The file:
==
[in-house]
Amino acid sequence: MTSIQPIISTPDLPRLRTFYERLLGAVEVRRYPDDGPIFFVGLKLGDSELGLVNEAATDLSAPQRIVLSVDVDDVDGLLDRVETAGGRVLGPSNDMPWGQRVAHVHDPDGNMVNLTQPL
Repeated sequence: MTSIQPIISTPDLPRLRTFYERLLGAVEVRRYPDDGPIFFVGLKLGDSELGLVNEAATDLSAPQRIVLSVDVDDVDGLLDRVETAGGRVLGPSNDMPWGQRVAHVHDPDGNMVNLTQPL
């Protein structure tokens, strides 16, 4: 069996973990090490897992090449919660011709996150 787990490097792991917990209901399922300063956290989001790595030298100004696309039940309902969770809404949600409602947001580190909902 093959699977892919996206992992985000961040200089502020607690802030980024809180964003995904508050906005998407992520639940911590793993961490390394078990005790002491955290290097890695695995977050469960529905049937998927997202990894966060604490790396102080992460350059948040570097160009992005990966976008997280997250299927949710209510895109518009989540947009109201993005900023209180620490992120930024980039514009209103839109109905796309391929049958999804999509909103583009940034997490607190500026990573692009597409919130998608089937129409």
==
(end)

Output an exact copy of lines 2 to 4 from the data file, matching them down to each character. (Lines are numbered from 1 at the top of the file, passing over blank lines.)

Amino acid sequence: MTSIQPIISTPDLPRLRTFYERLLGAVEVRRYPDDGPIFFVGLKLGDSELGLVNEAATDLSAPQRIVLSVDVDDVDGLLDRVETAGGRVLGPSNDMPWGQRVAHVHDPDGNMVNLTQPL
Repeated sequence: MTSIQPIISTPDLPRLRTFYERLLGAVEVRRYPDDGPIFFVGLKLGDSELGLVNEAATDLSAPQRIVLSVDVDDVDGLLDRVETAGGRVLGPSNDMPWGQRVAHVHDPDGNMVNLTQPL
């Protein structure tokens, strides 16, 4: 069996973990090490897992090449919660011709996150 787990490097792991917990209901399922300063956290989001790595030298100004696309039940309902969770809404949600409602947001580190909902 093959699977892919996206992992985000961040200089502020607690802030980024809180964003995904508050906005998407992520639940911590793993961490390394078990005790002491955290290097890695695995977050469960529905049937998927997202990894966060604490790396102080992460350059948040570097160009992005990966976008997280997250299927949710209510895109518009989540947009109201993005900023209180620490992120930024980039514009209103839109109905796309391929049958999804999509909103583009940034997490607190500026990573692009597409919130998608089937129409």